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Melody Maker Harmonicas

Exploring the Lee Oskar1 Melody MakerTM Harmonica

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Melody Maker is a trademark name for an alteration to the standard Richter tuning of a ten hole diatonic harmonica made by TOMBO for Lee Oskar. There are a number of altered tunings2, this article specifically explores the Lee Oskar Melody MakerTM. This tuning incorporates the Paddy Richter alteration which raises the 3 blow two semitones, and the country tuning modification which raises the 5 draw one semitone (the 9 draw is also raised one semitone). This tuning shines for 2nd position Ionian Major music as it has two full octaves without a requirement for bent notes, and it gives a major I-IV-V triad. Since it is a modified Richter tuning, there is also quite a bit more that can be done with this tuning. That is what this article will explore.

Mapping the Melody MakerTM Harmonica

Example Layout - C Harp (bends shown) mouseover notes for chords
                  Eb
              Ab   E
F A D F A C F A C F
1 2 3 4 5 6 7 8 9 10
G C E G B D E G B D
F# B Eb F# Bb C#        
  Bb                

It comes in five keys, labeled in cross harp; C, G, D, A, and E, which are made from altered Low F, C, G, D, and A harps. Just as with the standard Richter tuned blues harp, you play the same holes when you change harps to play in a different key.

Strange Marking, and Positions

Label 2nd Position C G D A E
Label 1st Position (actually 4th) Dm(d) Am(d) Em(d) Bm(d) F#m(d)
Original Harp Low F C G D A

If that looks weird to you, you are not alone. One would expect 1st position to be the key of the harp before alteration, or the 1 blow, if they are thinking of hole numbers. That would make 1st position Lydian. The modes3 of a Richter tuned harp are all still there, they are just in a different location. My guess is that they labeled the two keys that they labeled because they are the only keys with two complete octaves without bends, and it points out how you can play minor music. The others have one complete octave, with some portions of octaves above and below, some requiring bent notes.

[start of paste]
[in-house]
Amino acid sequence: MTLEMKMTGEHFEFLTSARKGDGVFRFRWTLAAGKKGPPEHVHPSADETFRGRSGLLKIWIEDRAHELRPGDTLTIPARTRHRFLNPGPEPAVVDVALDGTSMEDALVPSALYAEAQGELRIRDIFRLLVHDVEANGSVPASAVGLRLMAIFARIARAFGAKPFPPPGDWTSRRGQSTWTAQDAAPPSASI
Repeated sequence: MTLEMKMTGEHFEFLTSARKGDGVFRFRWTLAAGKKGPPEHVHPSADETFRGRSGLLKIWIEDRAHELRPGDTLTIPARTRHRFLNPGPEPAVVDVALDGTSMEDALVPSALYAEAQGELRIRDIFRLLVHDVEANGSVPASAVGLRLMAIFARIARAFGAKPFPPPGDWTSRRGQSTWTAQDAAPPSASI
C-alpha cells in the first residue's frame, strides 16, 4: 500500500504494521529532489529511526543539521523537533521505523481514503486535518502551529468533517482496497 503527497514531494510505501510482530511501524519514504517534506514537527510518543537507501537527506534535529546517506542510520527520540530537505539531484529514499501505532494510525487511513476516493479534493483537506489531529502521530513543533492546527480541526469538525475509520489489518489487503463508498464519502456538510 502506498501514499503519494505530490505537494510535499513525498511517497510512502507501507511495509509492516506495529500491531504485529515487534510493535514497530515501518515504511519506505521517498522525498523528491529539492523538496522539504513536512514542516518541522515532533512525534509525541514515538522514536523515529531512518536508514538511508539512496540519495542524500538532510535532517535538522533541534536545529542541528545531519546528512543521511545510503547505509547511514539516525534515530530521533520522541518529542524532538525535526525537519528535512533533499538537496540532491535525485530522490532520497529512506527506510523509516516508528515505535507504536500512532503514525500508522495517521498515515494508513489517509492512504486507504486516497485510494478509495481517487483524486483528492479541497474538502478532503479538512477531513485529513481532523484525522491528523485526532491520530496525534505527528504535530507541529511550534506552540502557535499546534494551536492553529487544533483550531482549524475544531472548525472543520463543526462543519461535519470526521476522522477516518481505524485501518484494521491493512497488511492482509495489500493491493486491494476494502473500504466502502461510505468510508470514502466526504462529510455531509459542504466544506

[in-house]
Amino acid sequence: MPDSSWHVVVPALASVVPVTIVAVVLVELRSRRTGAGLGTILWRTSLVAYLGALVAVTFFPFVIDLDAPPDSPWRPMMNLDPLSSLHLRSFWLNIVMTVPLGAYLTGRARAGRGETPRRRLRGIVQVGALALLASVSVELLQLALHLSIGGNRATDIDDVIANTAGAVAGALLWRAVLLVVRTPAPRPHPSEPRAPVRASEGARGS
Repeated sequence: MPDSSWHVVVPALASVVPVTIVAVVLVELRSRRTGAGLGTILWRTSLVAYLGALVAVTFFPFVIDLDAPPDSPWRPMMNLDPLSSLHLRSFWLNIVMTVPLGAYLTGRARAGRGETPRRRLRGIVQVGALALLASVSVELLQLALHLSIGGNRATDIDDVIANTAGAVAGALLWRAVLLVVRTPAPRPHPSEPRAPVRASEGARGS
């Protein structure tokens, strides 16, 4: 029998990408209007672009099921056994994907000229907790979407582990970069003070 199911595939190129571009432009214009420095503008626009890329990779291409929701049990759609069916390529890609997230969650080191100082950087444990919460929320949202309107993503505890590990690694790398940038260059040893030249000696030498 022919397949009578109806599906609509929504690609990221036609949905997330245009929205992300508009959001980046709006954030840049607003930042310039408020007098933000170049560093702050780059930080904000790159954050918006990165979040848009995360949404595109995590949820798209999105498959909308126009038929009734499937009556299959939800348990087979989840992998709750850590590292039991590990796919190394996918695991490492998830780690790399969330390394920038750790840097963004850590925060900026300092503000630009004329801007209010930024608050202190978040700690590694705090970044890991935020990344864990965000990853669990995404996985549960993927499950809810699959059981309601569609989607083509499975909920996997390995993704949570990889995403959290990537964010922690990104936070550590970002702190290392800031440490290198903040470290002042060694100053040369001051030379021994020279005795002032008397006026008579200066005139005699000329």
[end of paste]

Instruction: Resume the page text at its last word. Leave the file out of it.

Mode
(no bends)
Position
(Richter)
Position
(MM)
Key of C Key of G Key of D Key of A Key of E Pent
(C&W)
Pent
(Blues)
Pent
(Chinese)
Lydian 12th 1st F C G D A Y    
Ionian 1st 2nd C G D A E Y with bends Y
Mixolydian 2nd 3rd G D A E B Y   Y
Dorian 3rd 1st (4th) D A E B F#   Y Y
Aeolian 4th 5th A E B F# Db   Y  
Phrygian 5th 6th E B F# Db Ab   Y  
Locrian 6th 12th B F# Db Ab Eb      

What Bent Notes Do For This Tuning

While it's true that the purpose of this tuning is to give two easy to play Major octaves in the five most popular keys for bluegrass, old-time, fiddle tunes, and folk music, most harp players can and do bend notes. This makes some new and useful things possible with this harp.
Mixolydian in cross harp position (labeled key)
The double bend 2 draw gives the Mixolydian flat 7 in the available half octave below the first full octave, and the bent 5 draw gives the flat 7 in the first full octave. This is enough to play many Mixolydian tunes.